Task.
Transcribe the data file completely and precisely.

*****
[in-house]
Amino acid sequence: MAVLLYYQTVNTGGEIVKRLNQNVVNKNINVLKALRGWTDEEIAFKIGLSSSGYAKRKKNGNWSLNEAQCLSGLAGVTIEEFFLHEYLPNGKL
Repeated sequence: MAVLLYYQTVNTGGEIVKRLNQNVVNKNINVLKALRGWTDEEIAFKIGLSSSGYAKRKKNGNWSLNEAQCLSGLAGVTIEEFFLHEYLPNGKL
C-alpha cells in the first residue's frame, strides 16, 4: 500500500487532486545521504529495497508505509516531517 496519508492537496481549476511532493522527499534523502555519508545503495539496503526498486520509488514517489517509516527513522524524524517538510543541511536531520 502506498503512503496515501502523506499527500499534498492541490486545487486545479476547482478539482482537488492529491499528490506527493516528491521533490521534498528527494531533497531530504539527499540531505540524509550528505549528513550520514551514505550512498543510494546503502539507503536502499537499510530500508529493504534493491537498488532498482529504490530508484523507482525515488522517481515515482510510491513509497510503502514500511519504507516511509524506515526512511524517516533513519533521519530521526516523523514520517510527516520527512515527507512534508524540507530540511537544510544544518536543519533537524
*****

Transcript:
[in-house]
Amino acid sequence: MAVLLYYQTVNTGGEIVKRLNQNVVNKNINVLKALRGWTDEEIAFKIGLSSSGYAKRKKNGNWSLNEAQCLSGLAGVTIEEFFLHEYLPNGKL
Repeated sequence: MAVLLYYQTVNTGGEIVKRLNQNVVNKNINVLKALRGWTDEEIAFKIGLSSSGYAKRKKNGNWSLNEAQCLSGLAGVTIEEFFLHEYLPNGKL
C-alpha cells in the first residue's frame, strides 16, 4: 500500500487532486545521504529495497508505509516531517 496519508492537496481549476511532493522527499534523502555519508545503495539496503526498486520509488514517489517509516527513522524524524517538510543541511536531520 502506498503512503496515501502523506499527500499534498492541490486545487486545479476547482478539482482537488492529491499528490506527493516528491521533490521534498528527494531533497531530504539527499540531505540524509550528505549528513550520514551514505550512498543510494546503502539507503536502499537499510530500508529493504534493491537498488532498482529504490530508484523507482525515488522517481515515482510510491513509497510503502514500511519504507516511509524506515526512511524517516533513519533521519530521526516523523514520517510527516520527512515527507512534508524540507530540511537544510544544518536543519533537524